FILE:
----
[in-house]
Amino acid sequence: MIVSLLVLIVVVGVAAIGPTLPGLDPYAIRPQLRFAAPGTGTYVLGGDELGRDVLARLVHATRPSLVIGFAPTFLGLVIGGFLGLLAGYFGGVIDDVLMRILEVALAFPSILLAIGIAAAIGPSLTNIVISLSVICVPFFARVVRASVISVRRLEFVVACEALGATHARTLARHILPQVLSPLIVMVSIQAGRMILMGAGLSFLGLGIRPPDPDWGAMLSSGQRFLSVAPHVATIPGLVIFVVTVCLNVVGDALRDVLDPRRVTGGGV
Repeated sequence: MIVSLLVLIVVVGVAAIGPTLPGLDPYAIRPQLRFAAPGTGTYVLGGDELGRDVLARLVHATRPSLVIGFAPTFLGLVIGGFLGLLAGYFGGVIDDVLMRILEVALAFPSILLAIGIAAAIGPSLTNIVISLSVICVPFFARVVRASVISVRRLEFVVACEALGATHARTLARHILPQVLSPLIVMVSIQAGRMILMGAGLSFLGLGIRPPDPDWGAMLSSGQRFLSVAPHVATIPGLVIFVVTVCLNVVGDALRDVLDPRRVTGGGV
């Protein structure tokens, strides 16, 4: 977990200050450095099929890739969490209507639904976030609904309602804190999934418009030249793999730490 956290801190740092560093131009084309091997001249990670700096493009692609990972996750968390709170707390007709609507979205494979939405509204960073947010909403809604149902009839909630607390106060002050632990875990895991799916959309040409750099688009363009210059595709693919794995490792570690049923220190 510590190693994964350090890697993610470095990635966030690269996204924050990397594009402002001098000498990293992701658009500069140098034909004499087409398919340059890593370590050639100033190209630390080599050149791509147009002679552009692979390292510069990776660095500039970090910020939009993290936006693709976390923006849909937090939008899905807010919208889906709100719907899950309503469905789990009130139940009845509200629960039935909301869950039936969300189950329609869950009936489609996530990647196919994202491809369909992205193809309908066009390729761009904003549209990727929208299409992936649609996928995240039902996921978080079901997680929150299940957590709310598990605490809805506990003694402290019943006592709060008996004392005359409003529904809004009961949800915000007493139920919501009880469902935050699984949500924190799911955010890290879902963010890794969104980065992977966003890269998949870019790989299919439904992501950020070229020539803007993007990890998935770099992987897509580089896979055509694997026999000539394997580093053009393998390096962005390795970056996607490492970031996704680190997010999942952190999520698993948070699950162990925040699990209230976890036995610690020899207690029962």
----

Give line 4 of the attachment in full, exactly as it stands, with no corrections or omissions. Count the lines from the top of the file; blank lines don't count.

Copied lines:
């Protein structure tokens, strides 16, 4: 977990200050450095099929890739969490209507639904976030609904309602804190999934418009030249793999730490 956290801190740092560093131009084309091997001249990670700096493009692609990972996750968390709170707390007709609507979205494979939405509204960073947010909403809604149902009839909630607390106060002050632990875990895991799916959309040409750099688009363009210059595709693919794995490792570690049923220190 510590190693994964350090890697993610470095990635966030690269996204924050990397594009402002001098000498990293992701658009500069140098034909004499087409398919340059890593370590050639100033190209630390080599050149791509147009002679552009692979390292510069990776660095500039970090910020939009993290936006693709976390923006849909937090939008899905807010919208889906709100719907899950309503469905789990009130139940009845509200629960039935909301869950039936969300189950329609869950009936489609996530990647196919994202491809369909992205193809309908066009390729761009904003549209990727929208299409992936649609996928995240039902996921978080079901997680929150299940957590709310598990605490809805506990003694402290019943006592709060008996004392005359409003529904809004009961949800915000007493139920919501009880469902935050699984949500924190799911955010890290879902963010890794969104980065992977966003890269998949870019790989299919439904992501950020070229020539803007993007990890998935770099992987897509580089896979055509694997026999000539394997580093053009393998390096962005390795970056996607490492970031996704680190997010999942952190999520698993948070699950162990925040699990209230976890036995610690020899207690029962």